I’m Getting Baptized, But I’m Sad. That was the title of this post last week. Fortunately, it’s not true anymore. Why? Because I didn’t get baptized. And I’m glad.
I’ve grown up in the church and I’ve never been baptized. At any significant time in the church (membership, etc.) it was always the same question: “Have you been baptized, or if not, will you consent to being baptized at a later date?” My honest answer was always, “Yes”. This happened in the following places:
- Youth membership at the Northgate FMC in Batavia, NY
- Full membership at the Rome FMC in Rome, NY
- Pastoral staff at Waynesboro FMC in Waynesboro, VA
- Lead pastor/Church planter at Crossroads Community Church in Utica, NY
- Jr. High Pastor at Spring Arbor FMC in Spring Arbor, MI
- Adult/Full Membership at Spring Arbor FMC in Spring Arbor, MI
I went through several seasons in my perspective on baptism:
- Irrelevant: It’s not crucial for admission to heaven, therefore, I don’t need to
- Disobedient: I don’t see anywhere in the Bible where baptism is required
- Guilt: I should have been baptized before, I guess I should so people don’t think something negatively about me
- Embarrassment: I hope nobody finds out I’m not baptized because I’m a pastor now. Maybe I could secretly get baptized somewhere to check it off my list
- Arrogance: Baptism isn’t for me.
- Reluctance: I wonder if I should do this sometime.
- Acceptance: Hmm. This isn’t an option. It’s time.
This summer, after reading through Crazy Love and listening to Francis’ series on the Holy Spirit, I read Acts 2 for the umpteenth time. I processed through the Holy Spirit showing up with power, people’s lives changing in an instant, and the crowd asking Peter “What shall we do with this?”. Peter’s response: “Repent, be baptized, and you will be filled with the Holy Spirit.” Wow. Pretty cut and dried. The power of the Holy Spirit inside my body. Power. From this. It’s really simple. Three steps. No real room for interpretation or theology.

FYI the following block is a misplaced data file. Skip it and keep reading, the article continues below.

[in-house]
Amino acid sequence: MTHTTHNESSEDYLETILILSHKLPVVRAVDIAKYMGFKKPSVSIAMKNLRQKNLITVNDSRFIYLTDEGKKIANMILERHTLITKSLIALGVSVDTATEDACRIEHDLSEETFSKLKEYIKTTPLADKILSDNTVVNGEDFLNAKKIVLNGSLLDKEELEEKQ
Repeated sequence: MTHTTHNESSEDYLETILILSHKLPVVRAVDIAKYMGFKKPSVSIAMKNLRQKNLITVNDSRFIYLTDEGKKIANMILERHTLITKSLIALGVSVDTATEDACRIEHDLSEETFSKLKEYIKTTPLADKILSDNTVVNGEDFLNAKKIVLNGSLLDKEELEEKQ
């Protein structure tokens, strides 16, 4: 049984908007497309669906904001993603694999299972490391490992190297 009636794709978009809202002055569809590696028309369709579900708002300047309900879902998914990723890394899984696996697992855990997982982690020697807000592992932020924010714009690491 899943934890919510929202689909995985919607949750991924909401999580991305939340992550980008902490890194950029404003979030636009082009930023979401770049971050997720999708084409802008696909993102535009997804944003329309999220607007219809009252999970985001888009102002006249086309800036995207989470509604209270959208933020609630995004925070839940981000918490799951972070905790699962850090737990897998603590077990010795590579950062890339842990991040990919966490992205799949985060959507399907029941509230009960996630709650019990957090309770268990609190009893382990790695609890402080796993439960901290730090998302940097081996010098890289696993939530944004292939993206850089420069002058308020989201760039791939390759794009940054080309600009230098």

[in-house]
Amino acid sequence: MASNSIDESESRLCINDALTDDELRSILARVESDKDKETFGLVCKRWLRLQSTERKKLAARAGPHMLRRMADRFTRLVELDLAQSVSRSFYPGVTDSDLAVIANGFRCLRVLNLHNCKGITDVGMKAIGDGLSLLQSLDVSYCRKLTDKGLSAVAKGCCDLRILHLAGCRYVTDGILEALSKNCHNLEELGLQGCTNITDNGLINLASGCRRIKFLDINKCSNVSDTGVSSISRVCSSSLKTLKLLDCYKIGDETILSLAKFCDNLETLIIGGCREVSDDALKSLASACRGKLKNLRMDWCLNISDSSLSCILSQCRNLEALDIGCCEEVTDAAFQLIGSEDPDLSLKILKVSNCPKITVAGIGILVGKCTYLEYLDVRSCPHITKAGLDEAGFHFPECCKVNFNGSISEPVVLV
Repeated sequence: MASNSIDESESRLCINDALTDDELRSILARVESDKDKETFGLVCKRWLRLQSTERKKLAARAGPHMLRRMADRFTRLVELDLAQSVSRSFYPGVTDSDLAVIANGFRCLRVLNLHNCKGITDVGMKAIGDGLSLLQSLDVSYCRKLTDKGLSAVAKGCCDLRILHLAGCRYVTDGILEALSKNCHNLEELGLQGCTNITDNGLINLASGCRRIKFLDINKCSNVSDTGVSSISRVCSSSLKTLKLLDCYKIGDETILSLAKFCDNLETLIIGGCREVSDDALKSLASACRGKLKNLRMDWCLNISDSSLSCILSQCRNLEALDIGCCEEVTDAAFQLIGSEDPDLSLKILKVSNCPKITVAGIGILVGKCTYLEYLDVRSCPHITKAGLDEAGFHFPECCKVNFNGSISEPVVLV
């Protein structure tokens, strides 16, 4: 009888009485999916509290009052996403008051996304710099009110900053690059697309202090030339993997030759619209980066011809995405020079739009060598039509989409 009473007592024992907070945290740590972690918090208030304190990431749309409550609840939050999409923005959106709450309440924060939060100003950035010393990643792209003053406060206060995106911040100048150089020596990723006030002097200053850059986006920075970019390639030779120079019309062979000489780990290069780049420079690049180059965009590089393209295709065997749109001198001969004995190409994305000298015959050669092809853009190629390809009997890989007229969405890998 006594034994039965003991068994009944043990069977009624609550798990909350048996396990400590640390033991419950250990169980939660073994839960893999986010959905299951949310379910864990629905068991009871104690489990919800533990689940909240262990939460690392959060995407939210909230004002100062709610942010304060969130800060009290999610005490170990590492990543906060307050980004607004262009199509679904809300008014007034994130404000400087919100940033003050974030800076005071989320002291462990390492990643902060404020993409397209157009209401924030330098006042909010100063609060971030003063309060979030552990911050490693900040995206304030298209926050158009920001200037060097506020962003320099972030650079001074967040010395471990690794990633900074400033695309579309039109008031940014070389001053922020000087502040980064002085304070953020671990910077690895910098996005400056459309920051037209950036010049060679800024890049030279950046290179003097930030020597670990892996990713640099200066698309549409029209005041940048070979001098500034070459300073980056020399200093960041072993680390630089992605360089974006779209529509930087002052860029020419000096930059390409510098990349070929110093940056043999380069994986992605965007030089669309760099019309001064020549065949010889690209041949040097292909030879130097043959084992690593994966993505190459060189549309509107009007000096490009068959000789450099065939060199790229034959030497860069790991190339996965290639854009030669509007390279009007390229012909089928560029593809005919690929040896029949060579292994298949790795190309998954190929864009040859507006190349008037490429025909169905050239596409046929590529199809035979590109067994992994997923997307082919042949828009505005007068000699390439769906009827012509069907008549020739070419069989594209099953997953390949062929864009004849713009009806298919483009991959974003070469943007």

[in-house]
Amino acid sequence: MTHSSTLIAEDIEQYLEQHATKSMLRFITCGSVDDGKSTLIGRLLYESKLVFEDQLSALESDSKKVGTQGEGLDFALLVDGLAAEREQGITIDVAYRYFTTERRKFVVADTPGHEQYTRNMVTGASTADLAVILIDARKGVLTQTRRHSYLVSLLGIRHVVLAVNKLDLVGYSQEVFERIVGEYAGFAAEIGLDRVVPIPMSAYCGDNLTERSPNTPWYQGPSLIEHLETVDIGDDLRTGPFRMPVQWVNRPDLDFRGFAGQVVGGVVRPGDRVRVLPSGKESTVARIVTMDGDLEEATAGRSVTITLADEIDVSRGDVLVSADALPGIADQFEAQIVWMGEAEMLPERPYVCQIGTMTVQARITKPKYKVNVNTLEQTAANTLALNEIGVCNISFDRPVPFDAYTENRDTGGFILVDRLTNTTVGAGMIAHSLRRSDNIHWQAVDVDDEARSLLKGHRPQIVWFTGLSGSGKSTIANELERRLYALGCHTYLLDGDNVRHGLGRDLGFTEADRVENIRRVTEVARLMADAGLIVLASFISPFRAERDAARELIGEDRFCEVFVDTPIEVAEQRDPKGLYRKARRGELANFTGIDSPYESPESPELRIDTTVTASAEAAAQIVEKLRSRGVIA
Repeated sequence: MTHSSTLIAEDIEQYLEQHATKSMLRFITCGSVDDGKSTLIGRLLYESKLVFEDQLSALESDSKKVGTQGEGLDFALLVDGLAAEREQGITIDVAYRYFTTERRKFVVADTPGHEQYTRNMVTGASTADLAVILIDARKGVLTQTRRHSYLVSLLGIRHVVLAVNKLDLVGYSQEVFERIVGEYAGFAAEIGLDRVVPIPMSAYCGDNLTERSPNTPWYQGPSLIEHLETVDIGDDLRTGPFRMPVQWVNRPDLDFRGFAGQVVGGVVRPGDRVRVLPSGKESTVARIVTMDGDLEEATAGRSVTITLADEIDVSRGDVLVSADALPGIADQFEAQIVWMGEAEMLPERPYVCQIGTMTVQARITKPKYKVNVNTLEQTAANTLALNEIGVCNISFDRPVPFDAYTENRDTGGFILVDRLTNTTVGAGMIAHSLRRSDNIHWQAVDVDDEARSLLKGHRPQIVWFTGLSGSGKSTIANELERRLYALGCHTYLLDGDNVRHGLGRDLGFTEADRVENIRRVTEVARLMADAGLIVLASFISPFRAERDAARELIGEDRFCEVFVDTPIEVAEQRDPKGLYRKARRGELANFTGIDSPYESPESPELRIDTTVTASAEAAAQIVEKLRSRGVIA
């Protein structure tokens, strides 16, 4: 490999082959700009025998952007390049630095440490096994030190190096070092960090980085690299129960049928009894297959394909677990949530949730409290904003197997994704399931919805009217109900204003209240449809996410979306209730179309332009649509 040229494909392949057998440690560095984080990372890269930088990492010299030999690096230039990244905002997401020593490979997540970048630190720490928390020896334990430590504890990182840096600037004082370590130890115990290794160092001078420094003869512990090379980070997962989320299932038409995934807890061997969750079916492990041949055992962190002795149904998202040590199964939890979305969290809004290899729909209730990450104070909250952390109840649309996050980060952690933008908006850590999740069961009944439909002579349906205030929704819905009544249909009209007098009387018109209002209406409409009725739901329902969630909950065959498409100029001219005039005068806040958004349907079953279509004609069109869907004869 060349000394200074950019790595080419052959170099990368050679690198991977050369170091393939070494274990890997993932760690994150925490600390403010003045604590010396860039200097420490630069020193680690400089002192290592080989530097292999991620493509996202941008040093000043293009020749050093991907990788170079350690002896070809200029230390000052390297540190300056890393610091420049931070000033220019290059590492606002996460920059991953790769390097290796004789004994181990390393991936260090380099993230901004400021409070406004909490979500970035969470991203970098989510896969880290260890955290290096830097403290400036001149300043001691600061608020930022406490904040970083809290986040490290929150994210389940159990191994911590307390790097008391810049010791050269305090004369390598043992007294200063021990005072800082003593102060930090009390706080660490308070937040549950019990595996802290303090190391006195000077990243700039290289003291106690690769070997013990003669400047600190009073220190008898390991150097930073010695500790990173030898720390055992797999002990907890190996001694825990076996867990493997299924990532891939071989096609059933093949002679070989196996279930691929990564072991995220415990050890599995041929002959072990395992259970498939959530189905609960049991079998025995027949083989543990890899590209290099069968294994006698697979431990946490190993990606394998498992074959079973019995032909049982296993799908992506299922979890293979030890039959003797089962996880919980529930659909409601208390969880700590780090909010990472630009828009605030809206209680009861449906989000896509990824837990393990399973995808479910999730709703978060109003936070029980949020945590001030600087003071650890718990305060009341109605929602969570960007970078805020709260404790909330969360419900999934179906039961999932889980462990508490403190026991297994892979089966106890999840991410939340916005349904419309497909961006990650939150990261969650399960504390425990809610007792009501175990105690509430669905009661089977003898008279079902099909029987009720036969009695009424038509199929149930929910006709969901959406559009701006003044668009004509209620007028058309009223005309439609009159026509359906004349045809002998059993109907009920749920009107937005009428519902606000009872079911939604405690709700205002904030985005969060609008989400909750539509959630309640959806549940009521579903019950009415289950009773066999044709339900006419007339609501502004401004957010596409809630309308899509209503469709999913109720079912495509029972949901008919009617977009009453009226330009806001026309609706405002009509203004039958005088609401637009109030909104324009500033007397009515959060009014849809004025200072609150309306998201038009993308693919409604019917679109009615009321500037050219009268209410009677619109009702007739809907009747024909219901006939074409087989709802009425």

In my seasons of reasons why I didn’t get baptized, one key area of struggle for me was the idea that I had to get my life together or attain some state of “spiritualness” to be baptized. Or I had to “hear from the Lord” He wanted me to. Or some strange perspective like that. Looking back on it now, it seems crazy. Silly really. Why? Because I’ll never have my life together. I’ll never stop sinning. I’ll never not be me. Like Paul, I’m the chief of sinners. Instead of trying to become a certain way, why don’t I embrace my poverty? Embrace my sin? Embrace my fallenness? Embrace my lack of everything? Why don’t I then celebrate it? Even bring it as an offering to someone? God maybe? And then THATs where the real transformation happens. Stop trying to act holy. Celebrate the Holy Spirit’s ability to clean me up. Celebrate Abba’s unconditional love and acceptance of my poverty, my sin, my falleneness, my “lack”. I wonder if the church stopped trying to act “together” and really simply celebrated our fallenness intersecting with God, that more transformation would take place. And maybe more people who weren’t together would be drawn to a place like that. I’m wondering about that….